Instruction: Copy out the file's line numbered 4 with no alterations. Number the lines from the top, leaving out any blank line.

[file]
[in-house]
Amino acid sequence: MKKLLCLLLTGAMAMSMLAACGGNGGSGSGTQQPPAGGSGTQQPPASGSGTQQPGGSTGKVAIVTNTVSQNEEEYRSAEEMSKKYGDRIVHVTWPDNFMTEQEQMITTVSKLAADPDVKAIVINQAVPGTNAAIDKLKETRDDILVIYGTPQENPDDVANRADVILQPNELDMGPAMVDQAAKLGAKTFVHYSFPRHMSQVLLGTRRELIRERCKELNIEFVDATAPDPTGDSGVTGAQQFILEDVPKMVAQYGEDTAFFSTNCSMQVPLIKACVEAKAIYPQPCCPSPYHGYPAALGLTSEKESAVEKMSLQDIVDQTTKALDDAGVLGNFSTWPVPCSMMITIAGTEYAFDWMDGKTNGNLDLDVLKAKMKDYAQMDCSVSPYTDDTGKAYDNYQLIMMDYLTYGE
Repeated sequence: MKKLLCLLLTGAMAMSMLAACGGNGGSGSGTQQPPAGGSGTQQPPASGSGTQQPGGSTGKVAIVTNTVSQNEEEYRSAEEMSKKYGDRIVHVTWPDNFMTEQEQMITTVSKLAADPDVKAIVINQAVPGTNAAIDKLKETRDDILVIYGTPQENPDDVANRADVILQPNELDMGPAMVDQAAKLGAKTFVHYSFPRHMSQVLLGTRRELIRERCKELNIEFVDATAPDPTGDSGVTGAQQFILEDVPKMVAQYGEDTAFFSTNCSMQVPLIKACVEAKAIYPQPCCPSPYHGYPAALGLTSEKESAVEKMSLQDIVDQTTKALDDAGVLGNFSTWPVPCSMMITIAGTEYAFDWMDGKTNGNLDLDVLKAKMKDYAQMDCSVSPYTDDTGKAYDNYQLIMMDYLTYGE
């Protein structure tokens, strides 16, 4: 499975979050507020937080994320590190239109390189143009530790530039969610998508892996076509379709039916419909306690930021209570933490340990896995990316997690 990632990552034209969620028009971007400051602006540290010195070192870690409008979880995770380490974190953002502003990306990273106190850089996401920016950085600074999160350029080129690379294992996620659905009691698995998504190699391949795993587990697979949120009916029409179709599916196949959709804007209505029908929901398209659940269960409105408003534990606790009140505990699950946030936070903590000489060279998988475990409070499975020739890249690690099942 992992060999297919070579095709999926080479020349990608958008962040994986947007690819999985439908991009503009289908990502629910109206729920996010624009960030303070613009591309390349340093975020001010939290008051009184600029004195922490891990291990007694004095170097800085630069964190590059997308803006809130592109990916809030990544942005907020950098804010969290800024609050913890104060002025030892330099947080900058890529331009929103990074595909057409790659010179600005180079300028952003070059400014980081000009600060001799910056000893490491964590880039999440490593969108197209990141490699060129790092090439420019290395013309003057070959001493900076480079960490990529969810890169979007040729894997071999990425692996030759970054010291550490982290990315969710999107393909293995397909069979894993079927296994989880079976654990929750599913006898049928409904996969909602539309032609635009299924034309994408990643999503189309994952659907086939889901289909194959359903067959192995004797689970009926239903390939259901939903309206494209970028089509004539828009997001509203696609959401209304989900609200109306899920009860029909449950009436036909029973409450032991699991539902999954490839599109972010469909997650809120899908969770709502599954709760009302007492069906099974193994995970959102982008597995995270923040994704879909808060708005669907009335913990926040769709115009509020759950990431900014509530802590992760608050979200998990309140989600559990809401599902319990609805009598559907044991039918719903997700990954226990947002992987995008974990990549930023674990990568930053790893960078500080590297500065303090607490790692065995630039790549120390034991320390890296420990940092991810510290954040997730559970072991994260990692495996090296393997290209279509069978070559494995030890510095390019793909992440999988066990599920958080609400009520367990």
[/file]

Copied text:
């Protein structure tokens, strides 16, 4: 499975979050507020937080994320590190239109390189143009530790530039969610998508892996076509379709039916419909306690930021209570933490340990896995990316997690 990632990552034209969620028009971007400051602006540290010195070192870690409008979880995770380490974190953002502003990306990273106190850089996401920016950085600074999160350029080129690379294992996620659905009691698995998504190699391949795993587990697979949120009916029409179709599916196949959709804007209505029908929901398209659940269960409105408003534990606790009140505990699950946030936070903590000489060279998988475990409070499975020739890249690690099942 992992060999297919070579095709999926080479020349990608958008962040994986947007690819999985439908991009503009289908990502629910109206729920996010624009960030303070613009591309390349340093975020001010939290008051009184600029004195922490891990291990007694004095170097800085630069964190590059997308803006809130592109990916809030990544942005907020950098804010969290800024609050913890104060002025030892330099947080900058890529331009929103990074595909057409790659010179600005180079300028952003070059400014980081000009600060001799910056000893490491964590880039999440490593969108197209990141490699060129790092090439420019290395013309003057070959001493900076480079960490990529969810890169979007040729894997071999990425692996030759970054010291550490982290990315969710999107393909293995397909069979894993079927296994989880079976654990929750599913006898049928409904996969909602539309032609635009299924034309994408990643999503189309994952659907086939889901289909194959359903067959192995004797689970009926239903390939259901939903309206494209970028089509004539828009997001509203696609959401209304989900609200109306899920009860029909449950009436036909029973409450032991699991539902999954490839599109972010469909997650809120899908969770709502599954709760009302007492069906099974193994995970959102982008597995995270923040994704879909808060708005669907009335913990926040769709115009509020759950990431900014509530802590992760608050979200998990309140989600559990809401599902319990609805009598559907044991039918719903997700990954226990947002992987995008974990990549930023674990990568930053790893960078500080590297500065303090607490790692065995630039790549120390034991320390890296420990940092991810510290954040997730559970072991994260990692495996090296393997290209279509069978070559494995030890510095390019793909992440999988066990599920958080609400009520367990």